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False Claim Of Plagiarism

Community Guru
Petra R Member Since: Aug 3, 2011
41 of 61

Holly J wrote:

Of course, I'm assuming UW isn't going to side with me regardless of proof and he'll get away with not paying me.


Why would you assume that?

 

If it was an hourly contract, you will either be protected by the Upwork hourly protection or not. Whether you are protected or not will be 100% a result of your own choices.

 

There is no "siding with anyone" - it is completely black and white.

 

If the client disputes you hours, all Upwork will look at is your work diary.

 

Did you:

 

  • Use the tracker to track your hours? (NOT manual time)
  • make sure the screenshots are accompanied by meaningful work memos?
  • have adequate activity levels
  • have screenshots showing only work related images.

If the answer to all the above is "Yes" - you are protected.

If the answer to even one of the above is "no" - you will lose the dispute.

 

Active Member
Holly J Member Since: Apr 12, 2019
42 of 61

Hi Petra,

The only option the client allowed was manual tracking, which is not protected, there was also no area for me to attach screenshots, but I was as detailed as I could be in each of my work diary notes. I did of course keep screenshots for my own records.

 

There was ample communication with the client, and also evidence that they loved the work before this other person entered the conversation.

 

Sorry if I seemed frustrated and accusatory in my initial response, but I read through quite a bit of this thread and was feeding off of the experiences of others. It's a very serious accusation this person is making, and I do hope that UpWork takes all of the evidence I had to provide into account.

Community Guru
Petra R Member Since: Aug 3, 2011
43 of 61

Holly J wrote:

Hi Petra,

The only option the client allowed was manual tracking.


There is no hourly contract form that "only allows manual tracking" - that is nonsense. Did the client actually forbid you to use the tracker? How bizzare is that? Manual time is never protected, and there is no way a client could ever force you to use manual time.

 

But yes, as far as payment is concerned, manual time = game over. The end.

 


Holly J wrote:

 

There was ample communication with the client, and also evidence that they loved the work before this other person entered the conversation.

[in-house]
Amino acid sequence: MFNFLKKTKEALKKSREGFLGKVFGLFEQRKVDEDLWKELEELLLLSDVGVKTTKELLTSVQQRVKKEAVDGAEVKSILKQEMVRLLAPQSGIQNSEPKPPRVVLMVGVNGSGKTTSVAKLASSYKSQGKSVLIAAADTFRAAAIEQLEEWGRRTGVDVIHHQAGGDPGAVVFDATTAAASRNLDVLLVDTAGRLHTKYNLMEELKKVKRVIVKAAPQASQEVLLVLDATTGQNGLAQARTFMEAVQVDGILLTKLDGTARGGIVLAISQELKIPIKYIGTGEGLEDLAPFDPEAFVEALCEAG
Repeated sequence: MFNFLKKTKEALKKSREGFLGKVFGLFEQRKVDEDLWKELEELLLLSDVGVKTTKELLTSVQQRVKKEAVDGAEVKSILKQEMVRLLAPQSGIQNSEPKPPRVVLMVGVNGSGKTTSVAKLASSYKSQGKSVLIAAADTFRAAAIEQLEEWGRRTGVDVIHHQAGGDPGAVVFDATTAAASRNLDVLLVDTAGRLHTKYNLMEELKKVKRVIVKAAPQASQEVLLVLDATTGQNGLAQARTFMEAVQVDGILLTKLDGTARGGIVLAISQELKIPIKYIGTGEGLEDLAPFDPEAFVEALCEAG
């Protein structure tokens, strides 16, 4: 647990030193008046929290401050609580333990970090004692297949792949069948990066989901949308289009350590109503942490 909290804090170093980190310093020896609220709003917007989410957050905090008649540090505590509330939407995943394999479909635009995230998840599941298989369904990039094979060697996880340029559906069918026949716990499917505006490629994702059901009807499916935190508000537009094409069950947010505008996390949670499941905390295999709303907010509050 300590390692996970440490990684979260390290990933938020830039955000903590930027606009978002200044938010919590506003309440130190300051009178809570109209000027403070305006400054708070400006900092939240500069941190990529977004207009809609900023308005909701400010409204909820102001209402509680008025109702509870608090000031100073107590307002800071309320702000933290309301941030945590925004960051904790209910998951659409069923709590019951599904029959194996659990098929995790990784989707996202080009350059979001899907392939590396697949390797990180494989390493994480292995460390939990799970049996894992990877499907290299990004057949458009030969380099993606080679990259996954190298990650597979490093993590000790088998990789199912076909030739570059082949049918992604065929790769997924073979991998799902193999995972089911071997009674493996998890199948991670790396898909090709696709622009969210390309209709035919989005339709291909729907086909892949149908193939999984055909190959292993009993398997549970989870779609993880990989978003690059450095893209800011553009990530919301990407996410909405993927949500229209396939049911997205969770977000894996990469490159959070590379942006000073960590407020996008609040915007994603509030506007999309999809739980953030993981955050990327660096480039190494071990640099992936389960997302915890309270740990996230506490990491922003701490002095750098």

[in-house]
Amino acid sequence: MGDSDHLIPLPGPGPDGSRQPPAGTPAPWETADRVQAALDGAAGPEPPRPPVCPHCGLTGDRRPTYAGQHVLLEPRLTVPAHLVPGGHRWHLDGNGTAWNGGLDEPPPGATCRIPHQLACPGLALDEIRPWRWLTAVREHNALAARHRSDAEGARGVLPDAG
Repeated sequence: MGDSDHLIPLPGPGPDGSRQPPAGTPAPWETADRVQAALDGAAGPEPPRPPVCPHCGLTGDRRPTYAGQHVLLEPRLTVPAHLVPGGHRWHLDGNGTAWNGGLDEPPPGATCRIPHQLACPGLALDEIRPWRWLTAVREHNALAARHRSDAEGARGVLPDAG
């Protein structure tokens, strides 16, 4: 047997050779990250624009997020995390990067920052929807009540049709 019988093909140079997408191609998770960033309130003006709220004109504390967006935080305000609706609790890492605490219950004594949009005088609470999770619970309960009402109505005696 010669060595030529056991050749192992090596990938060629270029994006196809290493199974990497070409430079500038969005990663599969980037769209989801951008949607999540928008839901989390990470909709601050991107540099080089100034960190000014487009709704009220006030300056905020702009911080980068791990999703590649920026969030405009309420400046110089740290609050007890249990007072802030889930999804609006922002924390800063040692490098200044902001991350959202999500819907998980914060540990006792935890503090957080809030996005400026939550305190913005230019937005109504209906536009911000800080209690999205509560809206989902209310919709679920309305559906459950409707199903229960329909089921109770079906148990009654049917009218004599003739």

It does not matter.

 


Holly J wrote:

I do hope that UpWork takes all of the evidence I had to provide into account.


You are mixing up two things: The plagiarism accusation and the getting paid accusation.

 

Upwork will take the your evidence into account when it comes to any (possible) accusation of plagiarism.


As far as "getting paid" is concerned = if the client disputes and you used manual time the client wins the dispute.  That is all there is to it.

 

 

 

Active Member
Holly J Member Since: Apr 12, 2019
44 of 61

After doing some research it appears I was supposed to download the desktop app to properly track my time, which I did not know, so by entering in my time manually, I may have screwed myself on this deal. Again, first time user. So regardless of finished work being provided to them, judging by what you're saying, I'm not getting paid based on the way I entered in my time.

Community Guru
Petra R Member Since: Aug 3, 2011
45 of 61

Holly J wrote:

After doing some research it appears I was supposed to download the desktop app to properly track my time,


Yes. The time to do research is before accepting a contract, not after it all went wrong.

 


Holly J wrote:

After doing some research it appears I was supposed to download the desktop app to properly track my time, which I did not know, so by entering in my time manually, I may have screwed myself on this deal.


You did. Well, if the client disputes you did, yes.

 


Holly J wrote:

 So regardless of finished work being provided to them, judging by what you're saying, I'm not getting paid based on the way I entered in my time.


Remember that if they do not pay you, they don't own a single word of your work and can not use it...